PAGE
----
A clean separation
Membrane processes replace energy-intensive processes such as distillation and evaporation, and they are particularly to prefer for heat-sensitive products.
Over the past 40 years, membranes have evolved from a research topic to a mature industrial separation technology. The increase in the use of membrane technology has been driven by spectacular advances in membrane development, wider acceptance of the technology over conventional separation processes, increased environmental awareness and, above all, stringent environmental regulations and legislation.
Membrane technology covers various chemical engineering disciplines, such as materials technology, mass transport and process design. It has widespread applications in the chemical and pharmaceutical industries, and its use in various fields is growing rapidly.
The increased interest in membrane technology is encouraging. With the many positive research results, membrane technology will be used more in the near future.
Microfiltration, Ultrafiltration, Nanofiltration and Reverse Osmosis
Membrane separation can be classified based on various criteria such as separation properties, driving forces and mode of operation. Pressure driven membrane processes are mainly categorized based on their membrane pore size. Therefore, separation in these processes is based on the size exclusion mechanism of the separation.
The various membrane processes in this category are microfiltration, ultrafiltration, nanofiltration, and reverse osmosis. The membrane processes are named in order of decreasing membrane pore size, with microfiltration having the maximum pore size range and reverse osmosis the smallest.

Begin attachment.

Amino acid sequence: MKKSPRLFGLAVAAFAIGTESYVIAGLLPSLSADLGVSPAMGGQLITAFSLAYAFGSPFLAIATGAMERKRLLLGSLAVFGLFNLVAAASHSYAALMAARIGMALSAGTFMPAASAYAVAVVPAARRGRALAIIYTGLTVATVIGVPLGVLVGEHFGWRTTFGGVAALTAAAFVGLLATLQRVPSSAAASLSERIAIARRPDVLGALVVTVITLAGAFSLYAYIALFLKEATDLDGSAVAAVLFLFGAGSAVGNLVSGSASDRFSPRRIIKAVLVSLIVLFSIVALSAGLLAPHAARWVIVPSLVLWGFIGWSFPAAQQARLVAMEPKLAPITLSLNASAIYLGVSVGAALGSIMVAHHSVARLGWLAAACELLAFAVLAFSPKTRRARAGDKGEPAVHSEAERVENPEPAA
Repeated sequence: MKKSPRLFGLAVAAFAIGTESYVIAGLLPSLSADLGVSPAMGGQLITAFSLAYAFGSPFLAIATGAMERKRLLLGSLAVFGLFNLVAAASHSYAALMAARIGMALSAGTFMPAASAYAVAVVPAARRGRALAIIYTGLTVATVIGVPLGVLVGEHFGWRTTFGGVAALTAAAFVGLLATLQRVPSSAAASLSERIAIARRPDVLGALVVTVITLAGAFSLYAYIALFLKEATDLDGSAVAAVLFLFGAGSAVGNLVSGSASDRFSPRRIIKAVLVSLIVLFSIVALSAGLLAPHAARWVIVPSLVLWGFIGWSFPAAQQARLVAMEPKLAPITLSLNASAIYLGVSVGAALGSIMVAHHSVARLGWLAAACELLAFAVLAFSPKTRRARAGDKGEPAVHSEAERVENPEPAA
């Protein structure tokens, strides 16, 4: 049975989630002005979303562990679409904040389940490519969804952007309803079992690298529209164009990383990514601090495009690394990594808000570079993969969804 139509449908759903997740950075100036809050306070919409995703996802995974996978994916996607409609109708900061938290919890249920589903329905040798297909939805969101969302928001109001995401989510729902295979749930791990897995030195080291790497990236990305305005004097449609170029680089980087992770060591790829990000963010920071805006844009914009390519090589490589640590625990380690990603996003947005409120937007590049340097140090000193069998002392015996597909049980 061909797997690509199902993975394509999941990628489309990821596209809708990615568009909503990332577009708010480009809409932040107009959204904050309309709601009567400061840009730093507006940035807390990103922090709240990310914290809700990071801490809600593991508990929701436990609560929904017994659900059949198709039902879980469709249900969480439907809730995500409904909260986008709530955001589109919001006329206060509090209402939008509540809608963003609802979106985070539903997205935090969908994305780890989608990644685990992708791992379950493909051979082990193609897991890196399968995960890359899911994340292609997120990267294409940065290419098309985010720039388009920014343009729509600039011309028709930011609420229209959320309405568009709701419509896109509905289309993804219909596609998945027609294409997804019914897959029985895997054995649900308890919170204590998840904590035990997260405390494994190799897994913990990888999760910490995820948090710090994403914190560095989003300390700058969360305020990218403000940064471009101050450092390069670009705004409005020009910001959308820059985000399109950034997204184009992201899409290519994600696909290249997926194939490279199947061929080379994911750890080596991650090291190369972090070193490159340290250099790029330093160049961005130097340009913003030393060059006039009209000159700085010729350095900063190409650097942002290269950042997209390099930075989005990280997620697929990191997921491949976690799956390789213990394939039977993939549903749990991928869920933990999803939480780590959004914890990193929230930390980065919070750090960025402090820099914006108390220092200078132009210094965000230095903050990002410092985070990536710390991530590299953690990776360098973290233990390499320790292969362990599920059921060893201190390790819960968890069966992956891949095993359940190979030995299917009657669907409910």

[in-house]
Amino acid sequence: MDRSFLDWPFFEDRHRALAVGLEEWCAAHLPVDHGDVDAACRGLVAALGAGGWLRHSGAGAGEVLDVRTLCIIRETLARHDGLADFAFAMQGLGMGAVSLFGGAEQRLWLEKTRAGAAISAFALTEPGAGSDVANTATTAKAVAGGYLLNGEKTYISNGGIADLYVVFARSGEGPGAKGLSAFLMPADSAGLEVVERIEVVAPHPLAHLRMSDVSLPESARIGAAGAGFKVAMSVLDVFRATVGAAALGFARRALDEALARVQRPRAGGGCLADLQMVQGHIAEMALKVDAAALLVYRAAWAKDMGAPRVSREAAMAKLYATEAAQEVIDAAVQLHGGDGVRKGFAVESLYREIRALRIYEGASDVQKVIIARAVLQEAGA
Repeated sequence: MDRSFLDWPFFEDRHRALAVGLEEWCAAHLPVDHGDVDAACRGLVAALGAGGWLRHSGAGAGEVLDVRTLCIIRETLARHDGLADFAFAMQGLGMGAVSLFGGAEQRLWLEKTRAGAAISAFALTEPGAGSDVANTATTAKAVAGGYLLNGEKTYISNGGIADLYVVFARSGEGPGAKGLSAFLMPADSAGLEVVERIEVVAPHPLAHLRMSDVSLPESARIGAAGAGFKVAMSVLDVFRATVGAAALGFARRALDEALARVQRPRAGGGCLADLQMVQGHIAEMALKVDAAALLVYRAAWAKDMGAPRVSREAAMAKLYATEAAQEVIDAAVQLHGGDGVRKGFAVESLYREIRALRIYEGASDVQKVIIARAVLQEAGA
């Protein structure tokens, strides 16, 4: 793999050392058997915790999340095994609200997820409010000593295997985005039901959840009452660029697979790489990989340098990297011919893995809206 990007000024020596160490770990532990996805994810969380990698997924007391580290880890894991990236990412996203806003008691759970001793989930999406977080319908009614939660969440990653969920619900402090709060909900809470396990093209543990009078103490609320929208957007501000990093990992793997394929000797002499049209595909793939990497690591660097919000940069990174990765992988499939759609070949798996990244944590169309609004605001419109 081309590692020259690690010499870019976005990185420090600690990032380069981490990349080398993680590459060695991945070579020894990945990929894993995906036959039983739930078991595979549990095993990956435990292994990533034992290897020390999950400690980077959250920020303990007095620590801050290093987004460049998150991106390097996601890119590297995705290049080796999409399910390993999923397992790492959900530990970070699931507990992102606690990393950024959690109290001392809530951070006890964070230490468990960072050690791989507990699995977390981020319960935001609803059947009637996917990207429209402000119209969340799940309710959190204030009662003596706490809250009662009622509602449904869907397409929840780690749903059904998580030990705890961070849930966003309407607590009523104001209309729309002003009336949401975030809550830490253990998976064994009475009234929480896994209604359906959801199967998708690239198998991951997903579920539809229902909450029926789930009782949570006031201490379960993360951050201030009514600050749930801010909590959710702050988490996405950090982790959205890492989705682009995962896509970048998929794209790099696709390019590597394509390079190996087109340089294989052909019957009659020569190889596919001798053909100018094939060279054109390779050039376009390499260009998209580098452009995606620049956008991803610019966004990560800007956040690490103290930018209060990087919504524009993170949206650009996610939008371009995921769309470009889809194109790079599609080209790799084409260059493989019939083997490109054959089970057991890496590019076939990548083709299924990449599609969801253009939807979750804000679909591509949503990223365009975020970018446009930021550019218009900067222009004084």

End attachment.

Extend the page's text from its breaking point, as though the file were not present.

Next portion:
Then come the membrane processes based on concentration or electric potential or vapor pressure gradients, such as dialysis, electrodialysis, membrane distillation, gas separation and pervaporation. These membrane processes are well established and used on an industrial scale for various applications such as hemodialysis, desalination of brackish water or separation of azeotropic mixtures. In these processes, the feed components are transported via the membrane to the permeate side due to the different driving forces depending on the process type. The membranes used also differ for the various processes, such as porous for dialysis and electrodialysis, non-porous for pervaporation, and porous or non-porous for gas separation.
Trend Topic for Desalination
Membrane distillation for desalination is a trending research topic with graduate students and research associates worldwide.
It is an emerging technology for water treatment, especially for desalination of seawater and high salinity industrial waste streams using low carbon energy sources, such as low carbon waste heat or solar energy.
This technology can be used in remote locations where communities suffer from water shortages and access to clean freshwater from the main water supply is not possible or prohibitively expensive.